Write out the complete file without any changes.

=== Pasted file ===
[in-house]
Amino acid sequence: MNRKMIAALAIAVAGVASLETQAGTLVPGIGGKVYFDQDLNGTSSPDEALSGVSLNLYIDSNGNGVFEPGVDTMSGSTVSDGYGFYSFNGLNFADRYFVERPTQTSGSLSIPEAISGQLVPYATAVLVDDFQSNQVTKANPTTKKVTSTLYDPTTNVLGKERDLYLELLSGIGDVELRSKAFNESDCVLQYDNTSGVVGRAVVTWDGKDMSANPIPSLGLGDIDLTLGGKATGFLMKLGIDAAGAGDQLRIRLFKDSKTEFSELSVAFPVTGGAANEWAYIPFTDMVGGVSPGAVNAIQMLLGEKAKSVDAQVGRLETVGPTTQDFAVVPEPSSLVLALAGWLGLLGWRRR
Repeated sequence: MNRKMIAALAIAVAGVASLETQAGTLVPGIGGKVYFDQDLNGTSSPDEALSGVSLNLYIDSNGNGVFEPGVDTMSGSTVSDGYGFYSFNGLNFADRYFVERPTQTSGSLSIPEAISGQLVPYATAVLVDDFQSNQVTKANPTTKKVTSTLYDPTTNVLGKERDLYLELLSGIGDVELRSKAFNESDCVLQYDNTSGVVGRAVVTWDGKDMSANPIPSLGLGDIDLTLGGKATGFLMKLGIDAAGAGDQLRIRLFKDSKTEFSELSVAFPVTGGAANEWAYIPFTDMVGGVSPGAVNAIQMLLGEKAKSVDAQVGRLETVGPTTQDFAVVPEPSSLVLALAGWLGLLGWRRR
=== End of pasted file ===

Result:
[in-house]
Amino acid sequence: MNRKMIAALAIAVAGVASLETQAGTLVPGIGGKVYFDQDLNGTSSPDEALSGVSLNLYIDSNGNGVFEPGVDTMSGSTVSDGYGFYSFNGLNFADRYFVERPTQTSGSLSIPEAISGQLVPYATAVLVDDFQSNQVTKANPTTKKVTSTLYDPTTNVLGKERDLYLELLSGIGDVELRSKAFNESDCVLQYDNTSGVVGRAVVTWDGKDMSANPIPSLGLGDIDLTLGGKATGFLMKLGIDAAGAGDQLRIRLFKDSKTEFSELSVAFPVTGGAANEWAYIPFTDMVGGVSPGAVNAIQMLLGEKAKSVDAQVGRLETVGPTTQDFAVVPEPSSLVLALAGWLGLLGWRRR
Repeated sequence: MNRKMIAALAIAVAGVASLETQAGTLVPGIGGKVYFDQDLNGTSSPDEALSGVSLNLYIDSNGNGVFEPGVDTMSGSTVSDGYGFYSFNGLNFADRYFVERPTQTSGSLSIPEAISGQLVPYATAVLVDDFQSNQVTKANPTTKKVTSTLYDPTTNVLGKERDLYLELLSGIGDVELRSKAFNESDCVLQYDNTSGVVGRAVVTWDGKDMSANPIPSLGLGDIDLTLGGKATGFLMKLGIDAAGAGDQLRIRLFKDSKTEFSELSVAFPVTGGAANEWAYIPFTDMVGGVSPGAVNAIQMLLGEKAKSVDAQVGRLETVGPTTQDFAVVPEPSSLVLALAGWLGLLGWRRR